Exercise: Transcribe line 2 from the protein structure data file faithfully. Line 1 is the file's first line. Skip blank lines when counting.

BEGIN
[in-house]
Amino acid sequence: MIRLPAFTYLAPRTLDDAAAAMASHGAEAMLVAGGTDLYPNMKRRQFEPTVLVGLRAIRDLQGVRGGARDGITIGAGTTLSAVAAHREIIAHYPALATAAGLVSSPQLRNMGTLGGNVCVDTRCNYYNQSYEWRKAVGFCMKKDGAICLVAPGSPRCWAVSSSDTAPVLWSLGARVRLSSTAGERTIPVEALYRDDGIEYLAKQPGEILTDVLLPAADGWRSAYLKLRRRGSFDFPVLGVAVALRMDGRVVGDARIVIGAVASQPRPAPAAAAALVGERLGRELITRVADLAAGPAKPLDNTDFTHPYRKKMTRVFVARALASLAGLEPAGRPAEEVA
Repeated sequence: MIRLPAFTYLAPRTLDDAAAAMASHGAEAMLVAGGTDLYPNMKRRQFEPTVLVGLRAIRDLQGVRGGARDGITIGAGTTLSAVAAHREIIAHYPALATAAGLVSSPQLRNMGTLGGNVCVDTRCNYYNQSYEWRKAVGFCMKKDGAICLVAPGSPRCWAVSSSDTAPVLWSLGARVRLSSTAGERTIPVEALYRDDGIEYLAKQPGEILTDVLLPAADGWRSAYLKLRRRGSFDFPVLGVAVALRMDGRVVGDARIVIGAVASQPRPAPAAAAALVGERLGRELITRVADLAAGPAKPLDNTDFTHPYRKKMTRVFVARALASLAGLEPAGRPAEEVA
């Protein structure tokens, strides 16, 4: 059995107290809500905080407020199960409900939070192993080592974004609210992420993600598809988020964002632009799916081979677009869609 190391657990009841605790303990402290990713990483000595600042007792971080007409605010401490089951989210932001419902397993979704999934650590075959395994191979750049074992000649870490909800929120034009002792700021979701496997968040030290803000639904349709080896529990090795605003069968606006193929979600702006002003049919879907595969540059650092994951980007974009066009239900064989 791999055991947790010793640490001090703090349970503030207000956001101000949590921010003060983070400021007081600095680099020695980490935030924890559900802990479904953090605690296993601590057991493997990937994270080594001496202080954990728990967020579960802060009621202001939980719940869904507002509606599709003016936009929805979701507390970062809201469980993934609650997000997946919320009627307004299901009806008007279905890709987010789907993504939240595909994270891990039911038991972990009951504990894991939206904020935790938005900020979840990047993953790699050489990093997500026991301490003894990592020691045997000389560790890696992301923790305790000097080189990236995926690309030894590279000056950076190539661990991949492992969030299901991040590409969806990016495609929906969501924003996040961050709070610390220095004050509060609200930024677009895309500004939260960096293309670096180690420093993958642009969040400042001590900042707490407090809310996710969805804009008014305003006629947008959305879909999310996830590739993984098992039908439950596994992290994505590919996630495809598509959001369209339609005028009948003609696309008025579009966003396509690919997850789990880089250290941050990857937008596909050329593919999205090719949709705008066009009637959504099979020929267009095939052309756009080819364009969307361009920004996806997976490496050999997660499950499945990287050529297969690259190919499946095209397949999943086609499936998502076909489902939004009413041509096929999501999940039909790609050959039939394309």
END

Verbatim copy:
Amino acid sequence: MIRLPAFTYLAPRTLDDAAAAMASHGAEAMLVAGGTDLYPNMKRRQFEPTVLVGLRAIRDLQGVRGGARDGITIGAGTTLSAVAAHREIIAHYPALATAAGLVSSPQLRNMGTLGGNVCVDTRCNYYNQSYEWRKAVGFCMKKDGAICLVAPGSPRCWAVSSSDTAPVLWSLGARVRLSSTAGERTIPVEALYRDDGIEYLAKQPGEILTDVLLPAADGWRSAYLKLRRRGSFDFPVLGVAVALRMDGRVVGDARIVIGAVASQPRPAPAAAAALVGERLGRELITRVADLAAGPAKPLDNTDFTHPYRKKMTRVFVARALASLAGLEPAGRPAEEVA